Life In Agile

I saw a post on Instagram this morning that said

I don’t have dreams, I have goals. And I achieve them.

I couldn’t help but read this and think “right on!”. Cheesy, I know but it’s true.

I hate January for many reasons. Apart from the fact that it’s bloody cold, January is the month of broken resolutions and broken dreams. Whether it’s promising to go to the gym or go easy on the red wine, resolving to pick up a new skill or hobby, at the start of a new year, the populace seems to be gripped by a short-lived fervour for change. Facebook is awash with sprightly statuses screaming “it won’t be like last year, 20XX will be different! I will do XXX” except by January week 3, most of these said statuses have been forgotten or deleted, old habits resume and change is put off until ‘later’ i.e next year.

I don’t do new years resolutions. I don’t believe in all the ‘turning over a new leaf’ rubbish. If something is worth doing, you shouldn’t have to wait for the year to change for you to get your act together and start working on it.

At work, we’re all about ‘agile’ which basically means running projects over short sprints of a continual cycle of create, release and review rather than planning for X number of months, perfecting the final product and then releasing it. The problem is that in this day and age, by the time you’ve perfected your product the market has moved on and someone else has already beaten you to the post by releasing an unfinished but functional version of whatever you’ve spent the last 6 months perfecting. Your audience is as good as gone, your niche lost.

As odd as it sounds, I have been running my life in ‘agile’ for years. Rather than waiting to perfect something or waiting for the right time, I have a go, get stuck in, accept my mistakes, learn from them and strive on.

Example : if, on January 1st, I tried to convince myself that I should workout daily and stop drinking red wine, I would laugh at me for proposing such a ridiculous statement. However, if over the course of various months I up my workout frequency and lower my red wine intake, a few months later I find that I’m working out daily, hitting my 12,000 step challenge nearly every day and that my monthly drinks bill is practically zero. Ta-dah.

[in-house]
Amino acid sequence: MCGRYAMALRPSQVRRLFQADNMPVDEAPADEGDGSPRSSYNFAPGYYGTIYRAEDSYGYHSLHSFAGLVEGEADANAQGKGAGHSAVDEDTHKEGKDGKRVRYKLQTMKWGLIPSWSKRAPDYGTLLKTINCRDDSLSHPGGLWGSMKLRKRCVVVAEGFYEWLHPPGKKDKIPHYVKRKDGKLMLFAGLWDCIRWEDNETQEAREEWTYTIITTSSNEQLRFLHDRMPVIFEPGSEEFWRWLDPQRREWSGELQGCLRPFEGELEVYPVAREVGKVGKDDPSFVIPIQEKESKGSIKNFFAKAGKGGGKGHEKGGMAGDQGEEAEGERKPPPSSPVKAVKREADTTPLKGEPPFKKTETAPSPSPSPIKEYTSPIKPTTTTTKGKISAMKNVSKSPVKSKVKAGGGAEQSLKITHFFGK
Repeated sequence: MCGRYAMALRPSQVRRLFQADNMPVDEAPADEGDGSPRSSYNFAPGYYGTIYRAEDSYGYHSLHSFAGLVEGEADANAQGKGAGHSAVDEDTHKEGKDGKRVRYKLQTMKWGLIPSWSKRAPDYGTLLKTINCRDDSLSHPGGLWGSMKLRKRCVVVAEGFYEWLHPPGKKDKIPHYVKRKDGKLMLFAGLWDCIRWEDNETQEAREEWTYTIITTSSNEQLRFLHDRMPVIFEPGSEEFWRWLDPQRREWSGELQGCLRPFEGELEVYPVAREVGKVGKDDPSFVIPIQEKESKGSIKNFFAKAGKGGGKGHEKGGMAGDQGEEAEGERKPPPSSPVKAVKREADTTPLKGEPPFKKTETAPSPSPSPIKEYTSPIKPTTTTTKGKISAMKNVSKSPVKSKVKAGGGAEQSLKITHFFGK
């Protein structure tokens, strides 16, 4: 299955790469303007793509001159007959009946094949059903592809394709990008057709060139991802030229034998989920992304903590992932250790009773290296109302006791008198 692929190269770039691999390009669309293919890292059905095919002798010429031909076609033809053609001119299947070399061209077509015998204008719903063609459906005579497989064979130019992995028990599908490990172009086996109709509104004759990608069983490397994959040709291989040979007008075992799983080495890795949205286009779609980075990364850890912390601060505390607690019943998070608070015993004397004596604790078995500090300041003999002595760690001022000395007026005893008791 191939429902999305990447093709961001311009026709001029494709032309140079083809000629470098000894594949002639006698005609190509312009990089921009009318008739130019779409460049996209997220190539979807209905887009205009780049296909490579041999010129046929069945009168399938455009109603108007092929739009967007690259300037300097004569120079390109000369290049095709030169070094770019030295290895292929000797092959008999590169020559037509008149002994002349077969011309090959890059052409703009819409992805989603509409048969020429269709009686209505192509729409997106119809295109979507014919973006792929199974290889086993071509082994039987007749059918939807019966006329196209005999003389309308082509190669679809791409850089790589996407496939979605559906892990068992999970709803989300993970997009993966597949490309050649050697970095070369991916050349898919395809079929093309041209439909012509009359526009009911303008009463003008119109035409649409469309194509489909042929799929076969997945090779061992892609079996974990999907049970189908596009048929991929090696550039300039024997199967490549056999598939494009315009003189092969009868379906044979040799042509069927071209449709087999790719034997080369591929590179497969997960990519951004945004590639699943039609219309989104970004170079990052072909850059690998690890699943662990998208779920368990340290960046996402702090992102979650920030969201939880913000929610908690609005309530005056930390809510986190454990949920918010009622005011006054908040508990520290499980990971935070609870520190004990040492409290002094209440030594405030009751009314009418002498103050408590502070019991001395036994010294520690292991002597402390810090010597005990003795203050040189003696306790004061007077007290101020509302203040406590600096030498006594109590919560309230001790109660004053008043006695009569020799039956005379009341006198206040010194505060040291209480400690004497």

Us humans hate change and I’d wager those who say any different are quite probably lying. Instead, I believe that they have mastered the art of adaptation to such a degree that it looks like they thrive on change. I’m an example of that. I say I thrive on regularly travelling to different countries and immersing myself in different cultures. I might argue that I love the challenge and change of being in a new place but really, I think I’ve simply become so used to this kind of change that suddenly not having it and leading a more sedate, monotonous existence would in itself be a change for me – and one that I would struggle (and have struggled) to adapt to.

For me, it’s not about sitting down once a year and writing down a list of practically impossible resolutions but rather having a small list of realistic targets that I review and reset on a monthly and tri-monthly basis.

You know how I mentioned in my last post I should let some of my work life organisation skills boost my travel productivity, well I’ve been seeing the results of that in my personal life for years: through setting myself smaller realistic goals, I get stuff done.  It’s not rocket science.

I’ve wanted to learn to play guitar for ages but never quite got round to doing it. Before Christmas, I sat down and looked at December’s goals. The only one which didn’t have any progress marked next to it was ‘Learn the guitar’. As I looked through my other goals, it was obvious why.

Next to learn Chinese, I’d written ‘complete ANKI flashcard decks’, next to Korean I’d written ‘find a language partner’ and next to travel I’d written ‘make list of unvisited European countries, book tickets for Dec * Jan’. Next to music, I had written ‘learn guitar’.

What a mammoth of a task!

So I broke it down. What do I need to do to learn to play guitar? Well firstly – and most importantly – I need a guitar. So with some of the money I received over Christmas, I went and bought a guitar. Next, I subscribed to 10-odd guitar-lesson-producing Youtubers and downloaded some of their videos. Now, I’m at the chords stage and I’m starting to play stuff…not particularly well but I am playing.

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